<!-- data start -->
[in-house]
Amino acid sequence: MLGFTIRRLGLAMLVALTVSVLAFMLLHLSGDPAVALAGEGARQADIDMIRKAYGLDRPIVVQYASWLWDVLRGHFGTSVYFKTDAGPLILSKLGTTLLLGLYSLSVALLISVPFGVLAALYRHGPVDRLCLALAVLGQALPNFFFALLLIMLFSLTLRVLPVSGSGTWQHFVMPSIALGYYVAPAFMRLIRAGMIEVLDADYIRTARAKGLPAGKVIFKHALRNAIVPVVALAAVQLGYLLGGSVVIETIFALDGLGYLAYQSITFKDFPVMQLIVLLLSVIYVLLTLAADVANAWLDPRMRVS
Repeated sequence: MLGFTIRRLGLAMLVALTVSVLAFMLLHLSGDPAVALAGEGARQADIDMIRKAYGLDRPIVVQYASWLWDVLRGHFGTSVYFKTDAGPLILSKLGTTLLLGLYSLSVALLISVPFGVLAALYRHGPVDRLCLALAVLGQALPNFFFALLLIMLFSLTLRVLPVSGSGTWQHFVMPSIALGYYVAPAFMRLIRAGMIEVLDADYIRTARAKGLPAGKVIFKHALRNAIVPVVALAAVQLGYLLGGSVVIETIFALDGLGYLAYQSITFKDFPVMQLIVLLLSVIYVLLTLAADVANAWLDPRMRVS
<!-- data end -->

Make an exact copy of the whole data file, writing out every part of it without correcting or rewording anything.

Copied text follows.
[in-house]
Amino acid sequence: MLGFTIRRLGLAMLVALTVSVLAFMLLHLSGDPAVALAGEGARQADIDMIRKAYGLDRPIVVQYASWLWDVLRGHFGTSVYFKTDAGPLILSKLGTTLLLGLYSLSVALLISVPFGVLAALYRHGPVDRLCLALAVLGQALPNFFFALLLIMLFSLTLRVLPVSGSGTWQHFVMPSIALGYYVAPAFMRLIRAGMIEVLDADYIRTARAKGLPAGKVIFKHALRNAIVPVVALAAVQLGYLLGGSVVIETIFALDGLGYLAYQSITFKDFPVMQLIVLLLSVIYVLLTLAADVANAWLDPRMRVS
Repeated sequence: MLGFTIRRLGLAMLVALTVSVLAFMLLHLSGDPAVALAGEGARQADIDMIRKAYGLDRPIVVQYASWLWDVLRGHFGTSVYFKTDAGPLILSKLGTTLLLGLYSLSVALLISVPFGVLAALYRHGPVDRLCLALAVLGQALPNFFFALLLIMLFSLTLRVLPVSGSGTWQHFVMPSIALGYYVAPAFMRLIRAGMIEVLDADYIRTARAKGLPAGKVIFKHALRNAIVPVVALAAVQLGYLLGGSVVIETIFALDGLGYLAYQSITFKDFPVMQLIVLLLSVIYVLLTLAADVANAWLDPRMRVS